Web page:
On 67th anniversary of bombs in Japan, nuclear energy challenged

Pub date August 8, 2012
WriterYael Chanoff
SectionPolitics Blog

An hour before the Chevron refinery in Richmond started to burn, Bay Area residents were demonstrating against a different type of energy that posed different environmental and health risks. It was August 6, the 67th anniversary of the day Hiroshima was devastated by a nuclear bomb. August 9 will be the anniversary of the bomb in Nagasaki.

To mark the day, about 50 met in front of the Japanese consulate in San Francisco. They then marched a few blocks to PG&E, bells chiming in beat with chants of “Radiation has no border,” “No nukes, shut the plants down” and “Hiroshima, Nagasaki, Fukushima. Never again, never again, never again.” 

The protest also commemorated the nuclear disaster at Fukushima on March 11, 2011, On Monday, the Japanese government released videos from the day of the disaster.

Speakers emphasized the ill-health effects still felt in the regions where the bombs were dropped.  Between 150,000 and 240,000 people were killed by the bombs, and survivors often suffer cancer and other radiationrelated problems due to their exposure. 

“People are still suffering. Children still have deformities. This is not over,” said Steve Zeltzer, KPFA radio host and member of No Nukes Action Committee 

Long-term reprecussions of military use of nuclear technology are felt strongly Hunter’s Point as well. That was where the US navy docked 79 ships that had been exposed to radiation following a bomb test in Bikini Attol. They docked in San Francisco to be decontaminated and, in the process, released radioactive material. Stationed in Hunter’s Point, and tasked with testing the material on the ships along with other research, was the Naval Radiological Defense Laboratory, which continued testing involving radioactive material in the area for decades.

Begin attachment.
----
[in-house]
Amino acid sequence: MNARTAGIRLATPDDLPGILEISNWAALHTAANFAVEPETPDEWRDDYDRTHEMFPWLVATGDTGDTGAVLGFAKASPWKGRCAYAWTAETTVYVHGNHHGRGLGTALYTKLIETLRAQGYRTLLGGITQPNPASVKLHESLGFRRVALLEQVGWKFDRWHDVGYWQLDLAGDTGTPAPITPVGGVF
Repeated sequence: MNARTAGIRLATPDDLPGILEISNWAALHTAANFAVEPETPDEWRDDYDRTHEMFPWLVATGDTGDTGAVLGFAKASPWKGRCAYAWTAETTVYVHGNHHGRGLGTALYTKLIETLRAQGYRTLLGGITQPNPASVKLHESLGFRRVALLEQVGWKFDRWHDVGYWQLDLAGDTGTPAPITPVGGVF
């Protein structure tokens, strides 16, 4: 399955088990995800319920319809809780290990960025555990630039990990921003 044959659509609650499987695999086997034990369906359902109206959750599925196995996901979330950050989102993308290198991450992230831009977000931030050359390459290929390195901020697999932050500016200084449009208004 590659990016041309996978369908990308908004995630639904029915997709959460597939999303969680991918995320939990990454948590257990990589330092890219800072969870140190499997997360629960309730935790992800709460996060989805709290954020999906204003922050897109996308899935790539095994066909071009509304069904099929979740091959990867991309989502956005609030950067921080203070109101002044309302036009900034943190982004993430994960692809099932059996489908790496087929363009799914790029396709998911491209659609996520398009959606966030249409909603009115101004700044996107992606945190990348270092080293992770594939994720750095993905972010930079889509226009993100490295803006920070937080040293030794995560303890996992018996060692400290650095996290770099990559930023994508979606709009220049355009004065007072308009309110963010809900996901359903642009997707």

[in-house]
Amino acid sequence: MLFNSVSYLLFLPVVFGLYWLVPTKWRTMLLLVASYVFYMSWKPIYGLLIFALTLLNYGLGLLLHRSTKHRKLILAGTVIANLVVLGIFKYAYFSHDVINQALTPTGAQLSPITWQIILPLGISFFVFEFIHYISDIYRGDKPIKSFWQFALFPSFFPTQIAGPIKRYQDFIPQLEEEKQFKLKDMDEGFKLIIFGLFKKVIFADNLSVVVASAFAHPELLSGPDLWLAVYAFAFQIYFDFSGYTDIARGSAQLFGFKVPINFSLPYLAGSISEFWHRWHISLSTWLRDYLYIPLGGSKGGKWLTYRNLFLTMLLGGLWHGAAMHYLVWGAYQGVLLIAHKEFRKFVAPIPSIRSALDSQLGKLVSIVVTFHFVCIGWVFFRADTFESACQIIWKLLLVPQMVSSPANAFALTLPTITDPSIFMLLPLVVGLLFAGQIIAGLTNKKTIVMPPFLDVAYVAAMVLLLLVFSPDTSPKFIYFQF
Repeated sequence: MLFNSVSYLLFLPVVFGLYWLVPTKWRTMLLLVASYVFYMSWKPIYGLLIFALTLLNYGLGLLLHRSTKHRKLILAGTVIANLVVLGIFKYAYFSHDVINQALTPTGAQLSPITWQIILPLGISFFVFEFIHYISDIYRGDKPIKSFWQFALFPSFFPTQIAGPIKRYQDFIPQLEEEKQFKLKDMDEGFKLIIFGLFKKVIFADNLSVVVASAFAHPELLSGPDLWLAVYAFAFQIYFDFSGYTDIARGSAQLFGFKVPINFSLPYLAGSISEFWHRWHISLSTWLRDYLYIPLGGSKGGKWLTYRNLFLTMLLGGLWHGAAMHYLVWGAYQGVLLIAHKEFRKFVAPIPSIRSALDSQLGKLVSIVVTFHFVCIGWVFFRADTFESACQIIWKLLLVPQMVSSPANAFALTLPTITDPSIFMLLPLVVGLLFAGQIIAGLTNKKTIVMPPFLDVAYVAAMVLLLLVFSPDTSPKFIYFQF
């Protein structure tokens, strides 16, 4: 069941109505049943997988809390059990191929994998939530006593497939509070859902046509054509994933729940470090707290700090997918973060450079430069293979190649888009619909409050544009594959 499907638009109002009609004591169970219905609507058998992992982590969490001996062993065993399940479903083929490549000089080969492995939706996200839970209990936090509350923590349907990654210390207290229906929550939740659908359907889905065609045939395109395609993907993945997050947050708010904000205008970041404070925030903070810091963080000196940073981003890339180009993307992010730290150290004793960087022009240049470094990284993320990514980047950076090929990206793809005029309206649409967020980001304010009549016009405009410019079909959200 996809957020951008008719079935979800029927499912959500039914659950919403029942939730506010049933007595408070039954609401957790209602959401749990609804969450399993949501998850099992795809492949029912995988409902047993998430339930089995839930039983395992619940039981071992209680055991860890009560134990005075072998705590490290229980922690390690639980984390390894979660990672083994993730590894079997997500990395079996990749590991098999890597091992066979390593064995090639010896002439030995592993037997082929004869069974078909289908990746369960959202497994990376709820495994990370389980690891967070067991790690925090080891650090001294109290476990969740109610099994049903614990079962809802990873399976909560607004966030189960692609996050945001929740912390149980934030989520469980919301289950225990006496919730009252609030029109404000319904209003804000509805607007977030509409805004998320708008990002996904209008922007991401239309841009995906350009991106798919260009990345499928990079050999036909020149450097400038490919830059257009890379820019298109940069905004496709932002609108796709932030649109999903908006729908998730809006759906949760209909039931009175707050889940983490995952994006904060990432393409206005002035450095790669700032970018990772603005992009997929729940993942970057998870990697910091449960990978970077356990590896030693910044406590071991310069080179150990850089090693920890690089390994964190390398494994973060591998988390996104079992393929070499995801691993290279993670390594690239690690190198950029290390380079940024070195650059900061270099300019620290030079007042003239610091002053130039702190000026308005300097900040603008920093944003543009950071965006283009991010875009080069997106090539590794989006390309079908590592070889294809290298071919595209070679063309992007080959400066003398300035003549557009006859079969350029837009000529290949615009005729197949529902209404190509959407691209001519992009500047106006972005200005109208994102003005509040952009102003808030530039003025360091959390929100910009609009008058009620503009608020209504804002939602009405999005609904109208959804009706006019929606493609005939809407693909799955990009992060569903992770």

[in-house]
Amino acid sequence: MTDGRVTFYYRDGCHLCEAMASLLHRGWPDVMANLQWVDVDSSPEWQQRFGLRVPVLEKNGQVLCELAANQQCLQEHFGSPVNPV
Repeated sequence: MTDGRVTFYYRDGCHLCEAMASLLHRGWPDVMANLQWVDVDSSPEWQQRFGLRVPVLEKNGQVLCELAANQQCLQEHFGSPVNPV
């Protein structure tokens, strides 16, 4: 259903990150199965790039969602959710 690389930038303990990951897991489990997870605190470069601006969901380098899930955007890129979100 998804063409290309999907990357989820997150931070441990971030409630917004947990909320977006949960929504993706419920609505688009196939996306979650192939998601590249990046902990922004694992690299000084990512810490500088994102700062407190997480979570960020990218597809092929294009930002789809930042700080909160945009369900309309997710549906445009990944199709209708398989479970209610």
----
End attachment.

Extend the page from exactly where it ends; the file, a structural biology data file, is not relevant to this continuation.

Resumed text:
“We’re struggling very hard to force them to clean up the nuclear waste that’s buried in BVHP,” said Marie Harrison of Greenaction for Health and Environment. 

“As a mother, grandmother, and great grandmother who happens to live in Bayview-Hunters Point,” said Harrison, “this madness needs to stop. And if we don’t say it, no one else will.”

At the demonstration, protesters passed around a petition calling on the Japanese government. The petition calls for an end to nuclear power in Japan and government funds to evacuate people who remain in Fukushima because they can’t afford to leave.

Protesters also expressed concern about the San Onofre nuclear power plant, which was taken offline in January following a radioactive gas leak. The plant is of concern to San Diego Gas & Electric as well, who say that meeting energy needs for the area will be difficult this summer following the leak.